Forget Oscar—It’s Time for Bechdel

It’s Oscar time. Time for the best- and worst-dressed lists, the endless media coverage, the analysis, the predictions and the recognition of great storytellers and their cohorts. As viewers tune in to see whom the Academy votes in as Best Director, Best Actor and Actress and Best Picture in the largest Hollywood publicity stunt of the year (because, let’s be honest, we all just want to see who’s wearing what), we forget that what we are really seeing is one of the last and greatest Old Boys’ Clubs in the country awarding themselves for their own artistic genius. And the vast majority of them are white and male.

According to a survey by the Los Angeles Times, the academy is 94 percent white and 77 percent male. The division of labor in the film industry itself is 82 percent male and 18 percent female. In 2011, women directed only 5 percent of the top-grossing movies.

As shocking as it is that Steven Spielberg was nominated again for his historical flick “Lincoln,” it is even more shocking that not one woman is up for an Oscar for Best Director this year. Even Kathryn Bigelow, who was the first woman to win Best Director with “The Hurt Locker” and whose “Zero Dark Thirty” has received critical acclaim, was passed over in favor of the usual suspects.

While there is clear gender inequality behind the scenes, it might appear as if women are equally represented on screen. Among the Best Picture nominees, it is useful to put them to the test. The Bechdel Test, that is. Begun inadvertently by comic book writer Alison Bechdel in a 1985 comic strip called “The Rule,” the Bechdel test provides a means to judge female representation on screen. The rules are simple.

Courtesy of Alison Bechdel

Courtesy of Alison Bechdel

  1. There are two female characters (who have names)
  2. Who talk to each other
  3. About something other than men.

 

Straightforward, but harrowing when you begin to test films considered among the best ever made, such as “The Godfather,” “Fight Club” and “Pulp Fiction.” Even so, passing the Bechdel test does not make a film feminist or even positive toward women.  Still, it’s a place to start.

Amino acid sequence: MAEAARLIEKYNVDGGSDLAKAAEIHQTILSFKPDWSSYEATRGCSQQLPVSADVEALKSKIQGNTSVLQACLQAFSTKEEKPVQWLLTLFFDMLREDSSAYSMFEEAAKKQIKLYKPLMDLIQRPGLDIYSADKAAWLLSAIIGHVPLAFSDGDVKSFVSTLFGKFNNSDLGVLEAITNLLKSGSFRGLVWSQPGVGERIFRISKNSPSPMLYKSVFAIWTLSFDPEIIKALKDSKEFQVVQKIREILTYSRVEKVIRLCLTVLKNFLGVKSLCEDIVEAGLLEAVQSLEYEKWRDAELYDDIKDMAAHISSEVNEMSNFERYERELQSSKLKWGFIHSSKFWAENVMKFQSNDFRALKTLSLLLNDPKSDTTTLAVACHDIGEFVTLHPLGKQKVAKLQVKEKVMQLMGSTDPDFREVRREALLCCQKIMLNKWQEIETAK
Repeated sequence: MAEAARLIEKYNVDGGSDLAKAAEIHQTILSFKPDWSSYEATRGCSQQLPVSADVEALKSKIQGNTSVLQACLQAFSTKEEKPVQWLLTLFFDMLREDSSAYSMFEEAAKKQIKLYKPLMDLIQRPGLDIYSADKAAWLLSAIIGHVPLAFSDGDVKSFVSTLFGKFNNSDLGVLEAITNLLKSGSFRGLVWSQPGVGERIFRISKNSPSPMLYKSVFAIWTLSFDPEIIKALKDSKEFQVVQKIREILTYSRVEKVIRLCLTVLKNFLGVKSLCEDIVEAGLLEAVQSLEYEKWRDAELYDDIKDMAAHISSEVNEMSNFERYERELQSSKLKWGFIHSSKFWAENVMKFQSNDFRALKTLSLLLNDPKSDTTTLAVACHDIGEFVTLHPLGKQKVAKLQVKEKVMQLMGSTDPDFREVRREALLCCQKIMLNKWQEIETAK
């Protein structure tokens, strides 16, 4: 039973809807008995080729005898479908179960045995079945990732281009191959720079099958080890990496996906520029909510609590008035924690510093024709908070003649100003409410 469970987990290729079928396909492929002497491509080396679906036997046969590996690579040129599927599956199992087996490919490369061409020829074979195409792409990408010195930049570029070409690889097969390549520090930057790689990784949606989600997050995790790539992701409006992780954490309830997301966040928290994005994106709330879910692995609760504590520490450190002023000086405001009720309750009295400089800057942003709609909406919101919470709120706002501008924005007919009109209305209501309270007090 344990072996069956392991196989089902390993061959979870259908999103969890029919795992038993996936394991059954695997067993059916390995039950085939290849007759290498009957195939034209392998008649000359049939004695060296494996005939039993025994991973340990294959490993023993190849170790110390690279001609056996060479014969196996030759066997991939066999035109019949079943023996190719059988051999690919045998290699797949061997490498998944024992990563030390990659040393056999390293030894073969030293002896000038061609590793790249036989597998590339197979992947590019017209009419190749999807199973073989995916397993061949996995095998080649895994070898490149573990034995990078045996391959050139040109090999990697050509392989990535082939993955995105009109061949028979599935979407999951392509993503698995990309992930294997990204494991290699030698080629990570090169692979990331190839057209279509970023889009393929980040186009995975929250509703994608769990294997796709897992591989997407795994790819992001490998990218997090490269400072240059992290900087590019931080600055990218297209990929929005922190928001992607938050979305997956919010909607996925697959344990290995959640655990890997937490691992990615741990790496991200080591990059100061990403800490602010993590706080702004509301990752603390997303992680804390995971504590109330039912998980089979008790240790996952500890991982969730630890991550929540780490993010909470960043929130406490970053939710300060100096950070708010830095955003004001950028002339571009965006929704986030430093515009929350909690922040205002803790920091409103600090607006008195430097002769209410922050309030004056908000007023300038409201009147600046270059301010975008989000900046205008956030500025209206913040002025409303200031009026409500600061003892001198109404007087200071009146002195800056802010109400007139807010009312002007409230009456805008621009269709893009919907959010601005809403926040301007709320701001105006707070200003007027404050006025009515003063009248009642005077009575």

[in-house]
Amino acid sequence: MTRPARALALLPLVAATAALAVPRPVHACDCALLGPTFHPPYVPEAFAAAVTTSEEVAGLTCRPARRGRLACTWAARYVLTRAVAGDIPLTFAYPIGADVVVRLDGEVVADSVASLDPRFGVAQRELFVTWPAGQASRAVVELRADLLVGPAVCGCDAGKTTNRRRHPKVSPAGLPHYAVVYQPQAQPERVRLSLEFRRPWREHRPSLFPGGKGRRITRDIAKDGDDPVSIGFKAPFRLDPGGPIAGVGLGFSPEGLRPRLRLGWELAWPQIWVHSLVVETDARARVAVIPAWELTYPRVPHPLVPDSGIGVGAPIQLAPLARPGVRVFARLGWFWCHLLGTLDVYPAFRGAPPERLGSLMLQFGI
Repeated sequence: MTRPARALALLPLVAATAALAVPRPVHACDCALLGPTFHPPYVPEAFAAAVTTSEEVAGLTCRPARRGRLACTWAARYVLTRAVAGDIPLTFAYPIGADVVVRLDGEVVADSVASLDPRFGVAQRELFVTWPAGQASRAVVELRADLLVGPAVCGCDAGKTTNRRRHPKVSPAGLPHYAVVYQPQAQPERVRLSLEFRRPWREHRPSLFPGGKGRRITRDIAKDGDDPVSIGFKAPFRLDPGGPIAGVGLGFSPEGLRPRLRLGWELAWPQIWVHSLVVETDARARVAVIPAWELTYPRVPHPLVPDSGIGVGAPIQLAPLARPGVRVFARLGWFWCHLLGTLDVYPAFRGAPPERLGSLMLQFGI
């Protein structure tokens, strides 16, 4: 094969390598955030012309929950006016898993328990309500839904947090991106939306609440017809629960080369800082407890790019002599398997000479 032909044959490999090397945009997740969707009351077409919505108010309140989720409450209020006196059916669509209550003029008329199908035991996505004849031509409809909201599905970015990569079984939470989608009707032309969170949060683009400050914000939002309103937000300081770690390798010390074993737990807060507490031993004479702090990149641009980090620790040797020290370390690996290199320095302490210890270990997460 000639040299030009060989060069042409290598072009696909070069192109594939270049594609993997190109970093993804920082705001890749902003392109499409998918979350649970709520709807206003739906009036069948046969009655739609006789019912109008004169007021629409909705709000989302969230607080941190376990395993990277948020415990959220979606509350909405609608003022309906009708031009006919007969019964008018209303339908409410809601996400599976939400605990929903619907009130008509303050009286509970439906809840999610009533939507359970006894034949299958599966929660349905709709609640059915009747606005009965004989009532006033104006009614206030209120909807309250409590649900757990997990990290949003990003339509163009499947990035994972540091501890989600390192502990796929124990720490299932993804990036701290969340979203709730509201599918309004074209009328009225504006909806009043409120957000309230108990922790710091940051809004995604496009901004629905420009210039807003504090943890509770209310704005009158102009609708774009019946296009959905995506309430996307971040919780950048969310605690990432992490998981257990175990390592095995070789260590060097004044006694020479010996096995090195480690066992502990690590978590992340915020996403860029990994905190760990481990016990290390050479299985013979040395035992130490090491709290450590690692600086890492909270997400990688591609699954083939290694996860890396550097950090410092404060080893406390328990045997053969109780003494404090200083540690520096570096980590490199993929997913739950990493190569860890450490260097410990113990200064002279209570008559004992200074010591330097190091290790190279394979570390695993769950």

Among this year’s Best Picture nominees, only “Life of Pi” outright fails the Bechdel Test. After all, the only two characters are a boy and a tiger. Of the nine films, six pass all three criteria (though some remain up for debate, such as “Amour”). “Silver Linings Playbook” passes two, and “Django Unchained” dubiously passes only the first. However, it’s not hard to assert that every film should pass the Bechdel test. In the database of 3,717 movies (and growing) on bechdeltest.com, only a little over half of the films fulfill all three criteria.

Hollywood filmmakers aren’t bringing the complex experiences of half of the population to the silver screen, leaving out a wide range of stories that should be told. Maybe it’s because most writers, directors and producers are male. Maybe it’s because the industry likes to green light movies that will appeal to the “average person,” which, in our society, is a young, white, straight, affluent man who likes to watch things blow up and scantily clad girls.

Either way, there is a “shocking underrepresentation of women in our business,” as the ever-eloquent Meryl Streep puts it. This Sunday night, as we ogle the beautiful dresses and despair over the contrived opening sequence, we should remember to think twice about the gender inequalities that the Academy Awards reinforce and remember that, as consumers, we can make an impact on the types of movies that are made.

About Katharine Schwab

  • Andrew

    The thing about the Bechdel test is that it’s real strength lies in provoking conversation, not in providing a standard by which to judge movies.

    It’s true that passing the Bechdel test “does not make a film feminist or positive towards women,” but failing the test does not a sexist film make. There is certainly a pervasive culture of sexism and a DISGUSTING underrepresentation of females and female stories, but I will disagree that every film needs to pass it. The films listed (Fight Club and The Godfather in particular) are almost solely based on the definition of manhood. They are films about what it means to be a man, and in the case of Fight Club, what it means to be a man in modern society. That three of the most “Manly” films fail the test is not a cause for concern. Django unchained is a male-driven slave revenge fantasy.

    It’s when films like “The Social Network” or “Harry Potter 7.2″ fail the test that we should start worrying. These are films that have no thematic or narrative basis upon which to rest their treatment of women, and yet continue to propagate this cinematic mistreatment.

    I agree that there needs to be more films with adequate and accurate female representation, but that doesn’t mean male-centric films should cease to exist. The test is about opening people’s eyes to sexism, but it’s not meant to be used as a catch-all checklist for filmmakers.

    But, good article, and always an interesting (if unsettling) thing to think about!